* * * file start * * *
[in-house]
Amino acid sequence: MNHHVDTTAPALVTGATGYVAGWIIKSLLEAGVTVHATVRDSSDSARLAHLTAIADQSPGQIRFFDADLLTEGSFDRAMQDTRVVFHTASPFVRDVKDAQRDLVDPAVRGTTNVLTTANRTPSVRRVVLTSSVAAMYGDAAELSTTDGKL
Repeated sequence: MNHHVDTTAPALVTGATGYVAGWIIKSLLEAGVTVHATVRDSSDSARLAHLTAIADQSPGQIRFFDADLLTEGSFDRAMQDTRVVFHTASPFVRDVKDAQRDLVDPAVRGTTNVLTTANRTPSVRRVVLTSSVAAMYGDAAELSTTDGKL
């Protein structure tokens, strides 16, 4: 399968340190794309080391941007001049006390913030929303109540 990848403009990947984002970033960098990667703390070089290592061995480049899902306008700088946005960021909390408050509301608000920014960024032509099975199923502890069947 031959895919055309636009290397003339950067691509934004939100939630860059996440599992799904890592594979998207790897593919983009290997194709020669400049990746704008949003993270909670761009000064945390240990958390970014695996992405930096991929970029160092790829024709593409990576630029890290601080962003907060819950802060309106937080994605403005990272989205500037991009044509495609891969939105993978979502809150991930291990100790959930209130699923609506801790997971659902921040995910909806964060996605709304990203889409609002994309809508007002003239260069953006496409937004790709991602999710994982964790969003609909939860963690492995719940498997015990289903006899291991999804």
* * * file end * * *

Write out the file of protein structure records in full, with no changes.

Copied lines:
[in-house]
Amino acid sequence: MNHHVDTTAPALVTGATGYVAGWIIKSLLEAGVTVHATVRDSSDSARLAHLTAIADQSPGQIRFFDADLLTEGSFDRAMQDTRVVFHTASPFVRDVKDAQRDLVDPAVRGTTNVLTTANRTPSVRRVVLTSSVAAMYGDAAELSTTDGKL
Repeated sequence: MNHHVDTTAPALVTGATGYVAGWIIKSLLEAGVTVHATVRDSSDSARLAHLTAIADQSPGQIRFFDADLLTEGSFDRAMQDTRVVFHTASPFVRDVKDAQRDLVDPAVRGTTNVLTTANRTPSVRRVVLTSSVAAMYGDAAELSTTDGKL
């Protein structure tokens, strides 16, 4: 399968340190794309080391941007001049006390913030929303109540 990848403009990947984002970033960098990667703390070089290592061995480049899902306008700088946005960021909390408050509301608000920014960024032509099975199923502890069947 031959895919055309636009290397003339950067691509934004939100939630860059996440599992799904890592594979998207790897593919983009290997194709020669400049990746704008949003993270909670761009000064945390240990958390970014695996992405930096991929970029160092790829024709593409990576630029890290601080962003907060819950802060309106937080994605403005990272989205500037991009044509495609891969939105993978979502809150991930291990100790959930209130699923609506801790997971659902921040995910909806964060996605709304990203889409609002994309809508007002003239260069953006496409937004790709991602999710994982964790969003609909939860963690492995719940498997015990289903006899291991999804």